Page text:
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Camp Palag, already dangerously overcrowded, continues to deteriorate with the arrival of even more peace protesters. But as conditions worsen, Raljebi develops an interest in a colorful newcomer from Caprion, at the same time as Quilq hopes to pair up his friend with the younger of the two Menkarian women. Unfortunately the problems of the camp take center stage again when the Raiders step up their reign of terror and pillage.

Written and Performed By: Sean Munger

Original Music: George Kay

Guest Voice: George Kay

Length: 14 minutes, 21 seconds

(May 31, 2018)

Show Notes

Perhaps my favorite character from the old The Farthest Forever manuscript (the novel upon which Double Perigee is based) makes his debut in the series in this episode, though it’s only a tantalizing tease. The introduction of this character—you’ll find out his name soon enough—was one of the things I could never quite get right in the written versions of the story, but his introduction sheds at least a little more light on what Caprion is like, which is to say, a militaristic dictatorship with a heavy dose of gender inequality. Most of what’s here in episode 7 are threads that will be developed later, but it’s a necessary part of the story.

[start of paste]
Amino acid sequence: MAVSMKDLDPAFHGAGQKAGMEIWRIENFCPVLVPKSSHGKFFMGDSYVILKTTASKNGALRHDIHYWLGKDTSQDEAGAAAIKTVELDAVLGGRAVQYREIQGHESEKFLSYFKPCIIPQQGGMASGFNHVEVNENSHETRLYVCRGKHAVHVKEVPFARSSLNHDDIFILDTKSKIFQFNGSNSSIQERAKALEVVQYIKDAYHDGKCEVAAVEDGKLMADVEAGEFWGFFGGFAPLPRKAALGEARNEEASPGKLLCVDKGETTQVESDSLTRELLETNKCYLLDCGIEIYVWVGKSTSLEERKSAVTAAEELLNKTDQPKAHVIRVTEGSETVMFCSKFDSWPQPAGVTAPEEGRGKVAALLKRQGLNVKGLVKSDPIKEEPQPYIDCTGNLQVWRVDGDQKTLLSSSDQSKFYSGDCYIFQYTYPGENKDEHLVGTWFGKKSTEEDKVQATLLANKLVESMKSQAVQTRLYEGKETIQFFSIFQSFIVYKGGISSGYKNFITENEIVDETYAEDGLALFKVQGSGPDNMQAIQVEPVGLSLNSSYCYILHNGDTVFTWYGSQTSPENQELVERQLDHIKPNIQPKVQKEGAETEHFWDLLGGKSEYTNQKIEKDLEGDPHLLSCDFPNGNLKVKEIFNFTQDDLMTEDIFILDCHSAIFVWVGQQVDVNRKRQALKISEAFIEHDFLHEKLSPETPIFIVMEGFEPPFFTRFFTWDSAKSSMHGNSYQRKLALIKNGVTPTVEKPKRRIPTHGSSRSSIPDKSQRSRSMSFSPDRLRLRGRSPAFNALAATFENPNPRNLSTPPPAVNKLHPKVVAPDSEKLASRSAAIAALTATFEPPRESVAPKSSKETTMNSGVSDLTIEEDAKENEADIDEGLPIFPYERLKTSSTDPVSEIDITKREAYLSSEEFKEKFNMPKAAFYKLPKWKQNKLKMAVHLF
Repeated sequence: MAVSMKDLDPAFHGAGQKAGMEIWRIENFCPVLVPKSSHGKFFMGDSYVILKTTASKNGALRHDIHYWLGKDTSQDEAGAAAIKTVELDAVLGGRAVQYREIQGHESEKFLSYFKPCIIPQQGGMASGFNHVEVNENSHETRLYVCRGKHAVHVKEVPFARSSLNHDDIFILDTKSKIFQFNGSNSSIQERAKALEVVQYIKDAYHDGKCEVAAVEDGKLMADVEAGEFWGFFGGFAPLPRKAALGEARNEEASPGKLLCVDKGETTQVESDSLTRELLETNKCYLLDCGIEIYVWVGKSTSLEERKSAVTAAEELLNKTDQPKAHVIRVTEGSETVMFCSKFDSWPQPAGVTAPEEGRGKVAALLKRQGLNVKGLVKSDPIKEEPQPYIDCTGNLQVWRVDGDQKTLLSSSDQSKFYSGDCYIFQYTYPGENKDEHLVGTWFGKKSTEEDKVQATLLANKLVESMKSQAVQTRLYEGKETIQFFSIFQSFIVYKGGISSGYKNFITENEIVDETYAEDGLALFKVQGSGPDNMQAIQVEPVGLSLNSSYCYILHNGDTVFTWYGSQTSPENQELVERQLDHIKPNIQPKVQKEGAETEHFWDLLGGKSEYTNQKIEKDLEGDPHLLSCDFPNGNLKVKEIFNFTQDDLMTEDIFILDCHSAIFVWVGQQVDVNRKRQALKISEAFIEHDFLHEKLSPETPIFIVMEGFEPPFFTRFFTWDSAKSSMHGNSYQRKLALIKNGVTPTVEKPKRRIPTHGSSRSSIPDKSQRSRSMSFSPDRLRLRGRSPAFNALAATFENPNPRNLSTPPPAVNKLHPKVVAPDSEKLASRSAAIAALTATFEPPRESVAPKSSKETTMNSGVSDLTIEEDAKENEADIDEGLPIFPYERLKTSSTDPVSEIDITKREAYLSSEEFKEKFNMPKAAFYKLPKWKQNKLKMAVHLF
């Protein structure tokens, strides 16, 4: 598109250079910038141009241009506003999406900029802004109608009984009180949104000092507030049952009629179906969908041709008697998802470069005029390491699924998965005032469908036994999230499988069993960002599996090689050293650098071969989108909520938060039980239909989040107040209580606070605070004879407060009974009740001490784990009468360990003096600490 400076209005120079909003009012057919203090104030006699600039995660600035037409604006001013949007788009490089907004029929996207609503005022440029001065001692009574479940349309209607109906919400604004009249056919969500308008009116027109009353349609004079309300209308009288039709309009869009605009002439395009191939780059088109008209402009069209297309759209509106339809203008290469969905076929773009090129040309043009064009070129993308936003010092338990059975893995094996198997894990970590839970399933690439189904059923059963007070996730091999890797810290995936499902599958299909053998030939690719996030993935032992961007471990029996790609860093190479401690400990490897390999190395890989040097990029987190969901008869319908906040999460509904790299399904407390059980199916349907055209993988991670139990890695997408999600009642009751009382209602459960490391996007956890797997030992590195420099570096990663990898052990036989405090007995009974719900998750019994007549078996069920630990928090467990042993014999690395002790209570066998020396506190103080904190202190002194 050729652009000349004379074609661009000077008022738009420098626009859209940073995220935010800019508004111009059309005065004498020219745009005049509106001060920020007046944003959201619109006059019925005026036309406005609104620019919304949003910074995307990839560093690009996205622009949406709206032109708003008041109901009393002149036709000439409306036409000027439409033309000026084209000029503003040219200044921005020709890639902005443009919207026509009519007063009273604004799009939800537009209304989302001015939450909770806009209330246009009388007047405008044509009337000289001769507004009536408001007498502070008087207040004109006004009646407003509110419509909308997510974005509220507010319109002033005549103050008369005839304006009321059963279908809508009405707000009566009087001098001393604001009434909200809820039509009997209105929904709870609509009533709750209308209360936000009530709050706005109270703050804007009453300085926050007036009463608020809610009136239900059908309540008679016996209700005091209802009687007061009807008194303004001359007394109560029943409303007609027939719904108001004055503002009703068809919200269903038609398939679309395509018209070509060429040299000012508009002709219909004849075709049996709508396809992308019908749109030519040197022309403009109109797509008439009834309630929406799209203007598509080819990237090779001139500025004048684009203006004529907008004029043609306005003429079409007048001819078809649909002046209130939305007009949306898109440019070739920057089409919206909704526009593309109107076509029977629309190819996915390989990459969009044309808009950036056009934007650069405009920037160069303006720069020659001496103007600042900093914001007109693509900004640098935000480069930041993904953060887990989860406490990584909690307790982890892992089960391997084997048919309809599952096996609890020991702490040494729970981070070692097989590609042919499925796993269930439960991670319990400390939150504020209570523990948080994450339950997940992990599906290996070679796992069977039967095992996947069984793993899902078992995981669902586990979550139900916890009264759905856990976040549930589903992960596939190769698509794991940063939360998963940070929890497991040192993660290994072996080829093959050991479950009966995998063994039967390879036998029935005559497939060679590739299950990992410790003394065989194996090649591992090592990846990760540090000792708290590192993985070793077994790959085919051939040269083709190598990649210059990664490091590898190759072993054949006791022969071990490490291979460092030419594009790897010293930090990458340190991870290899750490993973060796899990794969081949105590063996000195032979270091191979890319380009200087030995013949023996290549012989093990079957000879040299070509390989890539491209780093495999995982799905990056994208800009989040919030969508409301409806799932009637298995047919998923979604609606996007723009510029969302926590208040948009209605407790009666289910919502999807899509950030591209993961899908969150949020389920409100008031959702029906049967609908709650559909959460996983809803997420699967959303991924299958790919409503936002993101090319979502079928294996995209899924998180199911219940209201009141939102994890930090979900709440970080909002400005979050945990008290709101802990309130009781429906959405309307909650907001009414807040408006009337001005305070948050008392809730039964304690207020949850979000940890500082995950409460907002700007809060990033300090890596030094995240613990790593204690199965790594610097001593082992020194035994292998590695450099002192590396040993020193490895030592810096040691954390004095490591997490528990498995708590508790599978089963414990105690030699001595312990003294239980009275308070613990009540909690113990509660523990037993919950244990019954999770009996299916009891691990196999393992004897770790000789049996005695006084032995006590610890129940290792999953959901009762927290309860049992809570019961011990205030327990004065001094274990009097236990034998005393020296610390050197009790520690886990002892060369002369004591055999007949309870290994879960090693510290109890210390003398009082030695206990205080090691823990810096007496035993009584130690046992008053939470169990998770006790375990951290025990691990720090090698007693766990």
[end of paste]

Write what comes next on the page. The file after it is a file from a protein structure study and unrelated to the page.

The term “wingman” is perhaps an anachronism. I’m familiar with it mostly from teen and youth culture in the 1980s, perhaps influenced by the movie Top Gun. In that context, as here, if you’re trying to date one member of an inseparable duo of friends, your “wingman” is the person who agrees to go out with your intended’s friend so you can get her (or him) alone. Ironically, relationships that start out as “wingman” situations often outlast the primary pairings they’re intended to facilitate. This is part of the coming-of-age aspects of the Double Perigee story. The main characters are college kids, but they’re still kids.